Be open-minded and healthily skeptical
“Be open-minded and healthily skeptical,” I recommend my students in their pursuit of knowledge. “Open-mindedness and critical reasoning are your map and compass on your journey to knowledge, but without desire, as without a canteen, you won’t get anywhere,” I say to them.
Nós queremos protegê-los, que precisam mais, as nossas crianças e os nossos animais. nós queremos continuar a oferecer o "conhecimento para todos, em qualquer lugar", com cursos grátis e blogs. Junte-se a nós, compre "Cães e crianças" pelo preço de um café e um bolo. Ajude-nos a ajudar.
I do enjoy being kind to other animals, respecting them for what they are and interacting with them on equal terms (Picture by Lisa J. Bain).
I cannot argue with people who believe it right to bully others (including non-human animals) as, even though I can illustrate how bullying does not lead to harmony, I can’t make anyone choose harmony or define it in a particular way. I cannot argue with people who think it acceptable to hurt others in order to achieve their goals because such means are inadmissible to me. I cannot argue with people who deny or affirm a particular matter of fact as a means of justifying their moral conduct, because my mind rejects invalid, unsound arguments.
With time, the rational principles that govern my mind and the ethical principles that regulate my conduct may prove to be the fittest. Meanwhile, as a result of genetic pre-programming, social conditioning and evolutionary biology, I do enjoy being kind to other animals, respecting them for what they are and interacting with them on equal terms; I don’t believe it is right to subjugate them to my will, to control them, to change them; and I don’t need a rational justification as to why that’s right for me.
Animal Training My Way—The Merging of Ethology and Behaviorism by Roger Abrantes.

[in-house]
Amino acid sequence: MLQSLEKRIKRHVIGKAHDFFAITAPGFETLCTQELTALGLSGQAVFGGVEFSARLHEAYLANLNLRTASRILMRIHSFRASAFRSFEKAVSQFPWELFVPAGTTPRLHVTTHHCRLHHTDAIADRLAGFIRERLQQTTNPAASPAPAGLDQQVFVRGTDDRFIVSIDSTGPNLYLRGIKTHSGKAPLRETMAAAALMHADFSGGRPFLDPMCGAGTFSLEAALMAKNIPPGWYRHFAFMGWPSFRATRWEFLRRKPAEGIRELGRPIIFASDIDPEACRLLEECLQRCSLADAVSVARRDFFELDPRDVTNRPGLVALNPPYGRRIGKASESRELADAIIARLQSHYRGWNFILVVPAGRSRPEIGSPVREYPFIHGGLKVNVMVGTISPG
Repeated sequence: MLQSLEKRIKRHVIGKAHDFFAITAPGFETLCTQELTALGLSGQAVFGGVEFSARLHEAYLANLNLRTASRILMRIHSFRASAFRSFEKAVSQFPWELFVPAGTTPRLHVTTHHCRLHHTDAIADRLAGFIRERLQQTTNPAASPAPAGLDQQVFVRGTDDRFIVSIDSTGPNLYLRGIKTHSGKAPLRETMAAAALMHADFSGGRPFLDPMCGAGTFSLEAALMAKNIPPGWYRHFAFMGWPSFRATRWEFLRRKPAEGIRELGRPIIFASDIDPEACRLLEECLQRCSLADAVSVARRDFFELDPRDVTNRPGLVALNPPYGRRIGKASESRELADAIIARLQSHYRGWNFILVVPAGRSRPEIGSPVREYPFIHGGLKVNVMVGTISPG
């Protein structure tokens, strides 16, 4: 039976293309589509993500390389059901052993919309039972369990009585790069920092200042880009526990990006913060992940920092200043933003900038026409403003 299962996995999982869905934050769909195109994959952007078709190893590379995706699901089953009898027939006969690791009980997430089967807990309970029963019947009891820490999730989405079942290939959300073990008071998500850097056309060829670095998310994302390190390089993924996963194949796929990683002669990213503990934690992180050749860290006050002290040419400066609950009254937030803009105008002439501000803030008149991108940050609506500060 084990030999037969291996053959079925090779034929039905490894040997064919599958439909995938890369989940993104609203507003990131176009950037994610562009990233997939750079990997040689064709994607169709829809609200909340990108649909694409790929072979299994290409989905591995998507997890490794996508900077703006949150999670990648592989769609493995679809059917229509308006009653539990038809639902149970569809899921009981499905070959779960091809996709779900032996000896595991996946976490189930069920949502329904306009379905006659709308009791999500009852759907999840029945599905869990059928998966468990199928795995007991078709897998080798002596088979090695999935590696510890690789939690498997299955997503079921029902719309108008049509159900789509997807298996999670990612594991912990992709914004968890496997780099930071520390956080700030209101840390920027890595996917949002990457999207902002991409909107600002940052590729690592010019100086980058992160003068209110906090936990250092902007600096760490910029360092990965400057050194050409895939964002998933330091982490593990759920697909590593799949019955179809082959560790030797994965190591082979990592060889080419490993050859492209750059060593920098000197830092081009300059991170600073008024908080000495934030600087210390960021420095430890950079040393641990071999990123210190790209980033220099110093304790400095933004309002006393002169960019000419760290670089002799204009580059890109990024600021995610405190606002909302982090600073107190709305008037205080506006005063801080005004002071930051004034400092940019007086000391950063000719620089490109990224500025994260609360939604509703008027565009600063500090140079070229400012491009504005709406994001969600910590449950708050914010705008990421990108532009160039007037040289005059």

This book is about making simple things simpler but not simpler than necessary. It’s about knowing what you want and what you need to get it. It’s about training animals, changing their behavior and creating harmonious relationships, but it’s foremost about training ourselves and changing our behavior.
The biggest difference between us and them is not that we reason and they don’t.
The biggest difference between them and us is not that we can reason, and they can’t. If you want to see rational behavior, look at the dog. If you want to see emotional behavior, look at the owner.
Of course, some animals, other than humans, do reason. They have well-developed brains, are goal-seeking, and they acquire, store, retrieve, and process information. Research shows that other animals than humans also understand rules, i.e., that a series of events must happen in a particular sequence to produce a specific effect.
Animals of many species are capable of solving a wide range of problems that involve abstract reasoning. The problem is that most of our research projects into animal cognition have either been dominated by behaviorism—its conditioning methods almost turning animals into automatons—or have focused on particular human characteristics like speaking and counting.
The common depiction of the ladder of nature, on which the various species occupy successively higher levels, places humans at the top. However, animals have distinct kinds of cognitive processes depending on how they have adapted to their different ecological niches.
Which brings us back to Darwin—the difference between humans and other animals is “one of degree and not of kind.” (1871 in “The Descent of Man, and Selection in Relation to Sex.”)
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